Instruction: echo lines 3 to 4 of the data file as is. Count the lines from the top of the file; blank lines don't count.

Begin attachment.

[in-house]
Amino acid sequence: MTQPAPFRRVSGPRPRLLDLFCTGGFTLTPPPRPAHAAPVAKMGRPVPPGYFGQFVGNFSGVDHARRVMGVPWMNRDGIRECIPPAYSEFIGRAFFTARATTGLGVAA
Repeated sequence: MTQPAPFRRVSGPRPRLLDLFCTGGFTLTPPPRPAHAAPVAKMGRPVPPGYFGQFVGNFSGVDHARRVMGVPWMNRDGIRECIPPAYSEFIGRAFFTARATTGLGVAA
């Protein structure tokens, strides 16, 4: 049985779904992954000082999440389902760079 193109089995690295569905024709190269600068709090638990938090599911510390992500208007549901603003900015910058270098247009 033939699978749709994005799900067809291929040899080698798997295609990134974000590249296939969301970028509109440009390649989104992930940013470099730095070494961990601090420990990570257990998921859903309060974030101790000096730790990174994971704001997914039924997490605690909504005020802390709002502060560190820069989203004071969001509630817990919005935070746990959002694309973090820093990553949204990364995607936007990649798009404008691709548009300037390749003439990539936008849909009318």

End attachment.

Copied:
Repeated sequence: MTQPAPFRRVSGPRPRLLDLFCTGGFTLTPPPRPAHAAPVAKMGRPVPPGYFGQFVGNFSGVDHARRVMGVPWMNRDGIRECIPPAYSEFIGRAFFTARATTGLGVAA
């Protein structure tokens, strides 16, 4: 049985779904992954000082999440389902760079 193109089995690295569905024709190269600068709090638990938090599911510390992500208007549901603003900015910058270098247009 033939699978749709994005799900067809291929040899080698798997295609990134974000590249296939969301970028509109440009390649989104992930940013470099730095070494961990601090420990990570257990998921859903309060974030101790000096730790990174994971704001997914039924997490605690909504005020802390709002502060560190820069989203004071969001509630817990919005935070746990959002694309973090820093990553949204990364995607936007990649798009404008691709548009300037390749003439990539936008849909009318």